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1 out of 1 people found the following review useful:

Lots of nostalgia and harmony

Author: Thomas (filmreviews@web.de) from Berlin, Germany
6 December 2015

*** This review may contain spoilers ***

"'White Christmas': A Look Back with Rosemary Clooney" is a 17-minute movie from 15 years ago and tells us a bit about the film in the title. We see and hear Rosemary Clooney (George's aunt), who played one of the main characters, tell us some anecdotes about the film while we listen to the beautiful music or see a couple scenes from the film. I believe this is a good watch during the holidays and I even managed to appreciate it without having seen the film this is about, which is always a good sign. If you have seen it, maybe even loved it, you will certainly enjoy the watch, probably even more than I did. The best thing about is certainly the music, the title song is just such a classic that absolutely never gets old. I recommend this little documentary, better than most behind-the-scenes stuff I have seen from other films and it is all so wonderfully calm and harmonic. Thumbs up.

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A first-hand look at the cast of a classic film

Author: SimonJack from United States
23 December 2016

Rosemary Clooney reminisces in this documentary short about the making of the 1954 smash hit movie, "White Christmas." The short has some film clips from the movie, and Clooney shares her recollections about some of the cast. She said this movie led to her lifelong friendship with Bing Cosby until his death.

Clooney's recording of a couple of the Irving Berlin songs from "White Christmas" were pop chart hits. She had a wonderful singing voice. She said she and Crosby were a perfect match for duets because they sang in the same key naturally. She said that the making of that film was a luxury because they took their time. "We had six weeks of rehearsals," she said – something unheard of today. It was Bing's picture and everyone knew that. While he naturally was a little withdrawn from others, Danny Kaye came up with something every day that would make Crosby laugh.

Vera-Ellen was wonderful to work with, and so patient with her, helping her with their dance routines. Vera-Ellen was probably the best female dancer of all time. Michael Curtiz was a wonderful director. He would give an actor little tips and then step back for the actor to interpret the role.

Clooney also said she wanted to meet Irving Berlin when she got the part in this film. He wasn't on the set a lot, but when they did his numbers he was there. She got to meet him and they became friends. Her rendition of "Love, You Didn't Do Right By Me" from "White Christmas" is the hands down best and favorite.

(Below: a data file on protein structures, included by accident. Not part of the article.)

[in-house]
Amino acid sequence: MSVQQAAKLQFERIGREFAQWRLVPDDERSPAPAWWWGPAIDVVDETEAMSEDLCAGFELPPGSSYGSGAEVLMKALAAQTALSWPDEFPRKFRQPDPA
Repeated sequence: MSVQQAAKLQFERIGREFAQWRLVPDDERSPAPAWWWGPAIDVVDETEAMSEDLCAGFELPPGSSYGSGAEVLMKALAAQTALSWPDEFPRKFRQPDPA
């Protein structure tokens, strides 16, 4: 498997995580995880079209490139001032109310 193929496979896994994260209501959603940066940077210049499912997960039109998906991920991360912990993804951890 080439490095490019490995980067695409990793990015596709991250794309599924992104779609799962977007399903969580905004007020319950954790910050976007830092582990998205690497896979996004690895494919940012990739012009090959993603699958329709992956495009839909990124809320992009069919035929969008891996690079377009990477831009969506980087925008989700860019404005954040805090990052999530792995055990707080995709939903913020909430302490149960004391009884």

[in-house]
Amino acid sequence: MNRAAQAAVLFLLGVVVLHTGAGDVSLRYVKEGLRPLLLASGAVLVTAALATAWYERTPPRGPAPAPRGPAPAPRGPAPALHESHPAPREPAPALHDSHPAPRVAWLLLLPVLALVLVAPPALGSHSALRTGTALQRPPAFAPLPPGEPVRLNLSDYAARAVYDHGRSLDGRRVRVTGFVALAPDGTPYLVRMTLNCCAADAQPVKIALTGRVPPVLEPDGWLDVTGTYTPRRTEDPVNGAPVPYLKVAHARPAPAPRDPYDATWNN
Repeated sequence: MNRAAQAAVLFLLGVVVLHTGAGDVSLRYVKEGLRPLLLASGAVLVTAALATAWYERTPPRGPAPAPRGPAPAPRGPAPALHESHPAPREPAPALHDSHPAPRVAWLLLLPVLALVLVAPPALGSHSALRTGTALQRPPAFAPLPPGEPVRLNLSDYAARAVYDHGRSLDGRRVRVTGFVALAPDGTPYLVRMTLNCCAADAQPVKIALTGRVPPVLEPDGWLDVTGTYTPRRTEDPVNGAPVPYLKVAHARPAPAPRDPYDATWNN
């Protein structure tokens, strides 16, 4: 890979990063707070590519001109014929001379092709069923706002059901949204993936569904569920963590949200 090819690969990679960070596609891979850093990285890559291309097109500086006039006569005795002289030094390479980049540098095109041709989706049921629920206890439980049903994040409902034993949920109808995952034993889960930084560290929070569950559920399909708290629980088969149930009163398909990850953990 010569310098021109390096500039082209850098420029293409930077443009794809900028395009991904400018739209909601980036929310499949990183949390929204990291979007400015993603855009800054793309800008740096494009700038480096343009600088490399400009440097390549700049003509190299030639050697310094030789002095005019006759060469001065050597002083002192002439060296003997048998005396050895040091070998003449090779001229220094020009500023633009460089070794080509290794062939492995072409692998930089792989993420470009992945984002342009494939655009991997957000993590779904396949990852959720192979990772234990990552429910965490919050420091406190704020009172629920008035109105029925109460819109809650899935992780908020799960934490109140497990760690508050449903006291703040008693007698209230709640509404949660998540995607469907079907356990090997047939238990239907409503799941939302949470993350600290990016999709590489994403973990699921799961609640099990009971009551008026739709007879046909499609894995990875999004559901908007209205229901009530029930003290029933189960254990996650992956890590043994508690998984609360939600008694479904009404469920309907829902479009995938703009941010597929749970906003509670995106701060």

This is an interesting look at some of the cast and characters in the making of a timeless classic Christmas film. Those interested in Hollywood and film history should enjoy it.

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0 out of 1 people found the following review useful:

'White Christmas': A Look Back with Rosemary Clooney was a nice look back at that movie with the last surviving of the leading cast members from it

Author: tavm from Baton Rouge, LA
28 December 2012

Yesterday, I got out my DVD of White Christmas and watched the extras on it of which this was one of them. When this was made, Ms. Rosemary Clooney was the last survivor of the four stars-Bing Crosby, Danny Kaye, and Vera-Ellen having passed by this time-in this picture and so she got to reminisce about her times with them along with supporting players Dean Jagger, Mary Wickes, director Michael Curtiz, and songwriter Irving Berlin. One particular amusing incident concerned Bing's not hanging around for the king and queen of some other country to reenact the picture's last number for them while everyone else lip-synced to the "White Christmas" number having just finished filming it. It's on the picture's DVD and it's worth watching if you're interested. Oh, and I also watched a couple of extras on the Holiday Inn one-A Couple of Song and Dance Men with producer Ken Barnes and Fred Astaire's daughter Ava telling of the lives and career's of Bing and Fred and how they intertwined and All Singing - All Dancing which has Barnes telling of the early sound techniques in motion pictures before discussing a particular number from Holiday Inn that demonstrates how different this scene sounds with and without Fred's taps. Neither are listed on this site but those are highly recommended too.

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